Searching over 5,500,000 cases.


searching
Buy This Entire Record For $7.95

Download the entire decision to receive the complete text, official citation,
docket number, dissents and concurrences, and footnotes for this case.

Learn more about what you receive with purchase of this case.

Ronnie E. Johnson v. Michael E. Wenerowicz

April 8, 2011

RONNIE E. JOHNSON, PLAINTIFF,
v.
MICHAEL E. WENEROWICZ, ET AL., DEFENDANT.



The opinion of the court was delivered by: Robert F. Kelly, Sr., J.

MEMORANDUM

Presently before the Court are the Commonwealth Defendants' Motion to Dismiss ("Motion to Dismiss") filed by Defendants Michael E. Wenerowicz ("Wenerowicz"), Michael Lorenzo ("Lorenzo"), Gary Olinger ("Olinger"), and Dan White ("White") (collectively, "Defendants") and Plaintiff's Opposition of Commonwealth Defendants' Motion to Dismiss ("Plaintiff's Opposition") filed by Plaintiff Ronnie E. Johnson ("Plaintiff"). For the reasons set forth below, Defendants' Motion will be granted.

I. FACTS

On October 27, 2010, Plaintiff filed a Complaint against Defendants in their individual and official capacities, seeking injunctive and monetary relief stemming from his placement in the Special Management Unit ("SMU")*fn1 at the State Correction Institution ("SCI") at Graterford ("Graterford").*fn2 In their official capacities, Wenerowicz is Superintendent of Graterford, Lorenzo is Deputy Superintendent of Graterford, Olinger is Correctional Classification Program Manager at Graterford, and White is Lieutenant on J Block, SMU. On October 27, 2010, Plaintiff filed a First Amended and Supplemental Complaint ("Amended Complaint") against the same Defendants, which contained substantially the same allegations and claims.

In the Amended Complaint, Plaintiff alleges that on May 26, 2010, White and Olinger ordered him to be placed in the SMU after a Program Review Committee ("PRC") hearing in violation of his procedural due process rights because they did not articulate a reason for their decision in a form called a DC-141 part 4. *fn3 (Am. Compl. ¶ 8.) Although Plaintiff does not explain whether he was placed in the SMU for disciplinary or administrative reasons, we assume that Plaintiff was placed in the SMU for administrative reasons.*fn4 On May 29, 2010, Plaintiff filed his first appeal of the PRC decision to Wenerowicz, claiming that White and Olinger intentionally violated his due process rights at the PRC hearing and that White's decision was based on discrimination against him. Id. ¶ 9. On June 6, 2010, Wenerowicz denied Plaintiff's appeal citing to Pennsylvania DOC policies DC-ADM 801 and 802 as the basis for his denial.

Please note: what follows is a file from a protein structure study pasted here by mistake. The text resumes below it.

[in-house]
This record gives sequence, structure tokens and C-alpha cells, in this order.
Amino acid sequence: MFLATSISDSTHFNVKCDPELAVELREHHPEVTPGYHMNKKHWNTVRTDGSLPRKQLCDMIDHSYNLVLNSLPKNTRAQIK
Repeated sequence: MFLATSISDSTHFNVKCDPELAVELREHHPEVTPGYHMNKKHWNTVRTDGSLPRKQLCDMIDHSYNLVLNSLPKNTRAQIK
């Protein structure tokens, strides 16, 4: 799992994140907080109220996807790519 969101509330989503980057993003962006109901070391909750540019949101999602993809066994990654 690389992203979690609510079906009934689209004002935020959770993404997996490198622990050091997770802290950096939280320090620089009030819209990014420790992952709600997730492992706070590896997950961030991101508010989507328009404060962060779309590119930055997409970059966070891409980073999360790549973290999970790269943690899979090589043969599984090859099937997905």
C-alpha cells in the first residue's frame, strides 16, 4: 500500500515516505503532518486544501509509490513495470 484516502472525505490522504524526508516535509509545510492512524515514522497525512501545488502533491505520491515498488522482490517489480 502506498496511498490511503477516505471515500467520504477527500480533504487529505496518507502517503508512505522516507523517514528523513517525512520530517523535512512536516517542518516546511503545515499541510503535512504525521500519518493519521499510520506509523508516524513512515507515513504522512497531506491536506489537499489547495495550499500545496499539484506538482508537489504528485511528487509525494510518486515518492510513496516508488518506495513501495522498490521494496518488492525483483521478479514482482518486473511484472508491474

Id. ¶ 10. On June 9, 2010, Plaintiff filed an appeal to Chief Hearing Examiner Robert B. McIntyre, which was denied on June 16, 2010.

Plaintiff alleges that his due process rights were again violated on August 18, 2010, at a PRC hearing before Lorenzo and Olinger, who decided that Plaintiff should remain in the SMU. Id. ¶ 12. The basis of Plaintiff's claim is that he was not provided with a DC-141 part 4. Id. On August 24, 2010, Plaintiff appealed the PRC's decision to Wenerowicz, who granted Plaintiff another PCR hearing due to the DC -141 part 4 deficiency. Id. ¶¶ 13-14. On September 17, 2010, Plaintiff attended a PRC hearing before Major Francis Fields,*fn5 White, and Olinger. Id. ¶ 14. Plaintiff alleges that they failed to "establish a substantiated reason" for their decision to keep him in the SMU. Id. On October 12, 2010, Plaintiff was transferred to SCI at Fayette ("Fayette"). Id. ¶ 15. Plaintiff claims that he has still not received a DC-141 part 4 regarding the PRC's decision to keep him in the SMU. On January 24, 2011, Plaintiff notified the court that he had been temporarily transferred to Montgomery County Correctional Facility ("MCCF") to defend himself in a criminal proceeding.

As a result of the foregoing events, Plaintiff claims Defendants violated his Fourteenth Amendment right to procedural due process rights, his Fourteenth Amendment right to equal protection, his Eighth Amendment right to be free from cruel and unusual punishment, and his Pennsylvania Constitutional rights. (Am. Compl. ¶¶ 16-19.) Plaintiff requests injunctive, declaratory, and compensatory relief as well as punitive damages from Defendants and "also those that stood in authority and could have stopped such an unreasonable request for SMU placement." Id. ¶ 19.